Mitral valve prolapse classification

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Editor-In-Chief: C. Michael Gibson, M.S., M.D. [1]

Overview

Classification

Prolapsed mitral valves are classified into several subtypes, based on leaflet thickness, concavity, and type of connection to the mitral annulus. Subtypes can be described as classic, nonclassic, symmetric, asymmetric, flail, or non-flail.

Note: all measurements below refer to adult patients and applying them to children may be misleading.

Classic versus nonclassic

Prolapse occurs when the mitral valve leaflets are displaced more than 2 mm above the mitral annulus high points. The condition can be further divided into classic and nonclassic subtypes based on the thickness of the mitral valve leaflets: up to 5 mm is considered nonclassic, while anything beyond 5 mm is considered classic MVP.

Symmetric versus asymmetric

Classic MVP may be subdivided into symmetric and asymmetric, referring to the point at which leaflet tips join the mitral annulus. In symmetric coaptation, leaflet tips meet at a common point on the annulus. Asymmetric coaptation is characterized by one leaflet being displaced toward the atrium with respect to the other. Patients with asymmetric prolapse are susceptible to severe deterioration of the mitral valve, with the possible rupture of the chordae tendineae and the development of a flail leaflet.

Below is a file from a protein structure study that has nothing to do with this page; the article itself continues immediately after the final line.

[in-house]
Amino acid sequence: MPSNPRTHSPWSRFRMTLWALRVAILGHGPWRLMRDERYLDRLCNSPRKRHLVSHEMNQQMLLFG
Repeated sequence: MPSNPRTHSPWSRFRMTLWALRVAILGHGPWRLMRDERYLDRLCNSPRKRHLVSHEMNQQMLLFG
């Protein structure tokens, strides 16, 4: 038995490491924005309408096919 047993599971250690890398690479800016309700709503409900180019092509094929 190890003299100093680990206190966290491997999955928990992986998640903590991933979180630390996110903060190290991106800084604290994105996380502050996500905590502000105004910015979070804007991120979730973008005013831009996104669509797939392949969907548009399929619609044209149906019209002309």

Flail versus non-flail

Asymmetric prolapse is further subdivided into flail and non-flail prolapse. Flail prolapse occurs when a leaflet tip turns outward, becoming concave toward the left atrium, causing the deterioration of the mitral valve. The severity of flail leaflet varies, ranging from tip eversion to chordal rupture. Dissociation of leaflet and chordae tendineae provides for unrestricted motion of the leaflet (hence "flail leaflet"). Thus patients with flail leaflets have a higher prevalence of mitral regurgitation than those with the non-flail subtype.

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